Better-for-you snacks kids will love
(Family Features) Kids love to snack. But left to their own devices, most kids don't always make the healthiest snack choices. A new study of long-term eating patterns in children, from researchers at the University of North Carolina, shows that kids today are getting nearly one-third of their daily calories from unhealthy snacks such as chips, crackers and candy.
Nutritious and delicious snacks are as close as your produce aisle. Watermelon is practically a multivitamin unto itself - and its natural sweetness is something kids love.
Did You Know?
- A 2-cup serving of watermelon is an excellent source of Vitamins A, B6 and C.
- Vitamin A found in watermelon is important for optimal eye health.
- Vitamin B6 found in watermelon is used by the body to manufacture brain chemicals (neurotransmitters), such as serotonin, melatonin and dopamine, which preliminary research shows may help the body cope with anxiety and panic.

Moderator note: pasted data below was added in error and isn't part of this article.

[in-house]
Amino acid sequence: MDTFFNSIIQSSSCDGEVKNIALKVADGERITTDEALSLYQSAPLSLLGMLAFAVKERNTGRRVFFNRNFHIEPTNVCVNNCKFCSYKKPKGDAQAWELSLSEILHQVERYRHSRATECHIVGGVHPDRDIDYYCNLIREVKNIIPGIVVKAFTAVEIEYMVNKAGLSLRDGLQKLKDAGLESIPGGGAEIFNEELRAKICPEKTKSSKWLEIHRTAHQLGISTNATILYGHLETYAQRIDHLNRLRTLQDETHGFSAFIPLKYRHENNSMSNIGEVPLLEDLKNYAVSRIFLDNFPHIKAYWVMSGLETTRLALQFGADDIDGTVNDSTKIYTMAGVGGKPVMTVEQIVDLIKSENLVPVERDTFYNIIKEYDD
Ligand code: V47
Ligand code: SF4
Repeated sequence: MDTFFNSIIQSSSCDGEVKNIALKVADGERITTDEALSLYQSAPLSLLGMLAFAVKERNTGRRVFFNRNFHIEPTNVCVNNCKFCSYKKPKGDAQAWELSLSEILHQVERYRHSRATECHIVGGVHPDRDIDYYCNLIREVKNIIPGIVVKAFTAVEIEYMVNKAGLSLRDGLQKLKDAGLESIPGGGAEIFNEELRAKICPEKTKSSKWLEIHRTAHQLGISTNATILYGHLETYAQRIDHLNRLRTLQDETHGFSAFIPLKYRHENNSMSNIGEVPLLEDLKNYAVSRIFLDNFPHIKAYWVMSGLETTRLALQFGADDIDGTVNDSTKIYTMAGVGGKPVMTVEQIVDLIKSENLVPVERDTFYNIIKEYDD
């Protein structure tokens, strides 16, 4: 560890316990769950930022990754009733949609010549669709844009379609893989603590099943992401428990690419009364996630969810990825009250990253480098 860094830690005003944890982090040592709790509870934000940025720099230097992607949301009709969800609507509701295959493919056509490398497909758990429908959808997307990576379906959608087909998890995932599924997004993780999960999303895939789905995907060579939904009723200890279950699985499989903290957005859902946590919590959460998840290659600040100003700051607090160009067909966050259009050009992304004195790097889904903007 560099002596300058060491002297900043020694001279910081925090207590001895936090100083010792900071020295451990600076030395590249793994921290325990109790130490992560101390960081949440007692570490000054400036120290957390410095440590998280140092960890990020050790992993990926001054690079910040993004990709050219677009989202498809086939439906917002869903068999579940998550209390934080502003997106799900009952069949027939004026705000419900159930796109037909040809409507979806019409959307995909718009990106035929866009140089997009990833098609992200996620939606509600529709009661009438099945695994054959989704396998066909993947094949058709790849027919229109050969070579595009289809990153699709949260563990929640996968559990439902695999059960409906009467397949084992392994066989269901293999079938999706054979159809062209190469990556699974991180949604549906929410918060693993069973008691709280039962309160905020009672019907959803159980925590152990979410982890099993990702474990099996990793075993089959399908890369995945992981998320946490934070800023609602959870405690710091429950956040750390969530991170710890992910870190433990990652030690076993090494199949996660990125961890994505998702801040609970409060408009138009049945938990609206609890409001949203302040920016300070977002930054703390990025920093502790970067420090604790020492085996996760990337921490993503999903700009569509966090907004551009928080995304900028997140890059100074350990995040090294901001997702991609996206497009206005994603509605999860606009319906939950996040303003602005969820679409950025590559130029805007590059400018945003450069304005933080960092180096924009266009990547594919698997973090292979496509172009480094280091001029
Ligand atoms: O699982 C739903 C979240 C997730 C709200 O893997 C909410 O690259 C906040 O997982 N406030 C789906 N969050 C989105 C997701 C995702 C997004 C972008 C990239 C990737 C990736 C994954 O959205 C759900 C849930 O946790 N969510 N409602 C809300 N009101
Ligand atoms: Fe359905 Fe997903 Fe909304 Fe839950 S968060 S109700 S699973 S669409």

- Vitamin C in watermelons can help to bolster your immune system's defenses against infections and viruses, and is known to stimulate the immune system and protect against free radical damage.
- A 2-cup serving of watermelon is also a source of potassium, a mineral necessary for water balance and found inside of every cell. People with low potassium levels can experience muscle cramps. A 2-cup serving has less than 10 percent of the daily reference value for potassium.
Try these fun recipes as after-school and post-activity snacks. For more kid-friendly recipes and healthy eating tips, visit www.watermelon.org.
Send some healthy lunch munchies to school - watermelon chunks are an easy way to brighten up a sack lunch and give kids a tasty nutritional boost in the middle of the day.
Healthy Eating Tips
Healthy eating habits start at home. One of the best things you can do for your kids is to be a role model for smart food choices. Here are some simple things you can do to help your kids develop healthy lifelong habits.
- Shop for food together and take time to examine, discuss and select fruit and vegetables that catch your child's eye. Allow your child to help you to prepare these healthful foods. For example, let your child use a melon-baller to create melon balls from watermelon, cantaloupe and honeydew to create a festive, nutritious and visually appealing dessert.